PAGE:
Abstract: Purpose:To investigate efficacy of dexamethasone intravitreal (DEX) implant in treating refractory macular edema caused by retinal vein occlusion.Methods:Retrospective chart review.Results:Twenty-two eyes with refractory macular edema caused by retinal vein occlusion were treated with a mean of 2.2
TL;DR: Slurry TA appears to be an easily reproducible, safe, and cost-effective alternative to long-term intraocular steroid delivery, with significant improvement of CME and visual acuity.
Abstract: Purpose:This work reports the duration, safety, and viability of intravitreal slurry triamcinolone acetonide (TA; 1.0 mL of 40-mg/mL TA centrifuge concentrated into a 0.1-mL pellet) to treat cystoi...
Abstract: Purpose. To evaluate whether treatment with intravitreal corticosteroid and anti-vascular endothelial growth factor (VEGF) injections alternately can improve treatment outcomes of macular edema (ME) caused by retinal vein occlusion (RVO). Methods. This dual-center retrospective study included 112 eyes with treatment-naive ME secondary to RVO that were alternately treated with intravitreal corticosteroid and anti-VEGF injections (33 eyes, alternate group) or treated only with intravitreal anti-VEGF injections (79 eyes, anti-VEGF group) on a pro re nata basis. Results. During the 12-month follow-up period, the alternate group achieved a visual acuity gain of 0.39 logMAR, while the anti-VEGF group achieved a gain of 0.21 logMAR ( ). The alternate group demonstrated a reduction in the central macular thickness of 229.9-μm, while the anti-VEGF group achieved a reduction of 220.1 μm ( ). The alternate group required an average of 5.2 injections, while the anti-VEGF received 4.2 injections ( ). In a propensity score-matched cohort to compensate for the differences in the injection numbers between the two groups, the alternate group achieved a better visual acuity gain than the anti-VEGF group at month 12 (0.39 logMAR vs. 0.17 logMAR, ). Conclusions. In ME secondary to RVO, treatment with intravitreal corticosteroid and anti-VEGF injections alternately resulted in a more favorable visual outcome compared with intravitreal anti-VEGF monotherapy.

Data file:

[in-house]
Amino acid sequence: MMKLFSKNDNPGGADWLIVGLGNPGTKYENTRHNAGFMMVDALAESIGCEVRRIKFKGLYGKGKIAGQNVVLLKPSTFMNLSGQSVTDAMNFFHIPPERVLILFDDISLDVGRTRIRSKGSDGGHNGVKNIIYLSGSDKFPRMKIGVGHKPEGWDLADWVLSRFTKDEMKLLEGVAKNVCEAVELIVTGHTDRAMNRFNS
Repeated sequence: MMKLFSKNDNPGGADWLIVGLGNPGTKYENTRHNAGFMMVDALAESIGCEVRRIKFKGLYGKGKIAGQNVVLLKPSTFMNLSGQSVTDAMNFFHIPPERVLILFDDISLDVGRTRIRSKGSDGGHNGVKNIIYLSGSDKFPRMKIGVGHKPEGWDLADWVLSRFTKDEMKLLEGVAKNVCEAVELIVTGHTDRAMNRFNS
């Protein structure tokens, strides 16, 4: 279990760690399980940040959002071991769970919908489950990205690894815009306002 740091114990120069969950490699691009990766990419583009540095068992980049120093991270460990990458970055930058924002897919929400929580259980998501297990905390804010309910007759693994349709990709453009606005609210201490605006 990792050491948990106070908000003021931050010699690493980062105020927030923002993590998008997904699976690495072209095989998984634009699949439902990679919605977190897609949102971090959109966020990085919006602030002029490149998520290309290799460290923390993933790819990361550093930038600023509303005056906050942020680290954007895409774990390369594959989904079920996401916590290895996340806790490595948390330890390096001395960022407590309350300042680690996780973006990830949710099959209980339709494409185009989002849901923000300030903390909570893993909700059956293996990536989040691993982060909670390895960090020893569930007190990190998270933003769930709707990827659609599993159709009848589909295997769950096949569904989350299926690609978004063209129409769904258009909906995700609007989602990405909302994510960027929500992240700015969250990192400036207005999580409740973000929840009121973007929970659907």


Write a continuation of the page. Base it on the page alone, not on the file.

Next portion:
Abstract: Objective To evaluate the safety and efficacy of dexamethasone intravitreal implant (DEX implant; OZURDEX, Allergan, Inc., Irvine, CA) compared with sham in eyes with vision loss due to macular edema (ME) associated with branch retinal vein occlusion (BRVO) or central retinal vein occlusion (CRVO). Design Two identical, multicenter, masked, randomized, 6-month, sham-controlled clinical trials (each of which included patients with BRVO and patients with CRVO). Participants A total of 1267 patients with vision loss due to ME associated with BRVO or CRVO. Intervention A single treatment with DEX implant 0.7 mg (n = 427), DEX implant 0.35 mg (n = 414), or sham (n = 426). Main Outcome Measures The primary outcome measure for the pooled data from the 2 studies was time to achieve a ≥15-letter improvement in best-corrected visual acuity (BCVA). Secondary end points included BCVA, central retinal thickness, and safety. Results After a single administration, the time to achieve a ≥15-letter improvement in BCVA was significantly less in both DEX implant groups compared with sham ( P P P ≤0.036). Improvement in mean BCVA was greater in both DEX implant groups compared with sham at all follow-up visits ( P ≤0.006). Improvements in BCVA with DEX implant were seen in patients with BRVO and patients with CRVO, although the patterns of response differed. The percentage of DEX implant-treated eyes with intraocular pressure (IOP) of ≥25 mmHg peaked at 16% at day 60 (both doses) and was not different from sham by day 180. There was no significant between-group difference in the occurrence of cataract or cataract surgery. Conclusions Dexamethasone intravitreal implant can both reduce the risk of vision loss and improve the speed and incidence of visual improvement in eyes with ME secondary to BRVO or CRVO and may be a useful therapeutic option for eyes with these conditions. Financial Disclosure(s) Proprietary or commercial disclosure may be found after the references.